This population-based study on parkinsonism in a genetically isolated community from a rural area of Turkey aimed to provide a selective evaluation of environmental and heritable risk factors. An increased prevalence of parkinsonism (4.1%) was detected in the village of Kizilcaboluk for people 65 years of age and older. This study included 36 patients with parkinsonism living in Kizilcaboluk and three times that number of age- and sex-matched people serving as controls. A questionnaire including demographic data, family history, education, occupation, data on exposures to pesticides, smoking, alcohol intake, and head trauma was administered. We found a significant association of parkinsonism cases with a positive family history in first-degree relatives (odds ratio [OR], 7.48; 95% confidence interval [CI], 2.52-22.17; P < 0.0001) and with pesticide exposure (OR, 2.96; 95% CI, 1.31-6.69; P = 0.015) compared to the control subjects. The value of genetically isolated populations for the identification of genetic risk factors for common and complex disorders has gained much attention recently because the genetic make-up of these populations is likely to be less complex than that of the general population and our findings should prompt investigations to the nature of a familial aggregation of parkinsonism in this population.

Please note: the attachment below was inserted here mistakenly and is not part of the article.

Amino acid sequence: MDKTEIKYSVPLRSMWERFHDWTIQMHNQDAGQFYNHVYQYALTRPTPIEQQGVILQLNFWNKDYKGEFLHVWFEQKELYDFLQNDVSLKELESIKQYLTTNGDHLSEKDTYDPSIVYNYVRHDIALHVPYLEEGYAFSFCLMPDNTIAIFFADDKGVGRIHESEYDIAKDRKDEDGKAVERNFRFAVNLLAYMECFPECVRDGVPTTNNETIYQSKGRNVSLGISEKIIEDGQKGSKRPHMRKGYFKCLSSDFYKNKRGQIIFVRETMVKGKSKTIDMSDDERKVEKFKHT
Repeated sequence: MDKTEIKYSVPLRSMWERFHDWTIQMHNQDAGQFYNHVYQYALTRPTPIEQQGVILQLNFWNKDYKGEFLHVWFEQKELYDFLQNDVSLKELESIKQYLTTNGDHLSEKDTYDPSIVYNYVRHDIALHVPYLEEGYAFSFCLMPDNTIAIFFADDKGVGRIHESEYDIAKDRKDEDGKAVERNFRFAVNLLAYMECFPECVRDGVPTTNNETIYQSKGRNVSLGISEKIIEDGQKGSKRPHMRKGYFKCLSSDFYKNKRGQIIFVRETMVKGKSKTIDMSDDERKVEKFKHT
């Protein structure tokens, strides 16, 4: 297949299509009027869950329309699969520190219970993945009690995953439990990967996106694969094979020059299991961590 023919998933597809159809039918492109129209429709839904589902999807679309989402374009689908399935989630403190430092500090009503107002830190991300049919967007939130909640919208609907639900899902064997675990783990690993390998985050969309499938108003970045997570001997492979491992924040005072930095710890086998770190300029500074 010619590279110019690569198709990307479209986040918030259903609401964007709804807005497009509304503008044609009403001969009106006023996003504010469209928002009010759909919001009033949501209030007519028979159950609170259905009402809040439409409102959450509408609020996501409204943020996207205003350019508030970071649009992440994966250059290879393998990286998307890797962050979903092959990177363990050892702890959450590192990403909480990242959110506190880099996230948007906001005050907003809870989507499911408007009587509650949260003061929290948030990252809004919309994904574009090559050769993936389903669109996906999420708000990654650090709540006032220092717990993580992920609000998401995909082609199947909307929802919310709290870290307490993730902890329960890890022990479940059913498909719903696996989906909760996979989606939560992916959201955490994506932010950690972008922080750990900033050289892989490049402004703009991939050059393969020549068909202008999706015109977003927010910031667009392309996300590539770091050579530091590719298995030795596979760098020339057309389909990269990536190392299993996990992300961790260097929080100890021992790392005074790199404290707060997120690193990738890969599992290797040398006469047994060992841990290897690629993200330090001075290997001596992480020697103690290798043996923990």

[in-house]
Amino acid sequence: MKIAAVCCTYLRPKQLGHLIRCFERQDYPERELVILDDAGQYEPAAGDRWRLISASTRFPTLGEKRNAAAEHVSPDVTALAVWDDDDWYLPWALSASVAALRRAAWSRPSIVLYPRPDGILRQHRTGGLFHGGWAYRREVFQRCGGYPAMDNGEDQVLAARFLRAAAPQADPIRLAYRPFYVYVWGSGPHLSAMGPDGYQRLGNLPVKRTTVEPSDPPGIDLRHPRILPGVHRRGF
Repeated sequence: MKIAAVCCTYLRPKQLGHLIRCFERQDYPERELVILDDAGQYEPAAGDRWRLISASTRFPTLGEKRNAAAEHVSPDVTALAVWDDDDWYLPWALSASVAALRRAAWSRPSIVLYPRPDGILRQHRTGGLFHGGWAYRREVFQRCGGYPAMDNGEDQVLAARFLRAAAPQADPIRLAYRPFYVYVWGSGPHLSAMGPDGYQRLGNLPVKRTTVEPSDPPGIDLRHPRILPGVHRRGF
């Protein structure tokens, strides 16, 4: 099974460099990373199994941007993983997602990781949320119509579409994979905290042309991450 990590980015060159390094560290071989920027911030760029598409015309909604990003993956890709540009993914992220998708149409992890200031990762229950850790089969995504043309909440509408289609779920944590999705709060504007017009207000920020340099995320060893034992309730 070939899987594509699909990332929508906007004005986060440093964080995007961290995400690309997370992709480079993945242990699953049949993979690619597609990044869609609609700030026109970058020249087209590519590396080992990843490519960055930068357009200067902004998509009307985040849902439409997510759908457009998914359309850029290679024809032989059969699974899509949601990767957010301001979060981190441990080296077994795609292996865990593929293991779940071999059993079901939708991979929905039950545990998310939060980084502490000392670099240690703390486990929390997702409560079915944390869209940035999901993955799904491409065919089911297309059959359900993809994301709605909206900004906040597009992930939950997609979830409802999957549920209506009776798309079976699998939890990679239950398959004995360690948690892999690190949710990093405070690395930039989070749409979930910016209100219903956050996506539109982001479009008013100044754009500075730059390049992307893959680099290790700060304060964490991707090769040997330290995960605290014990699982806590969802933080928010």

Copyright 2003 Movement Disorder Society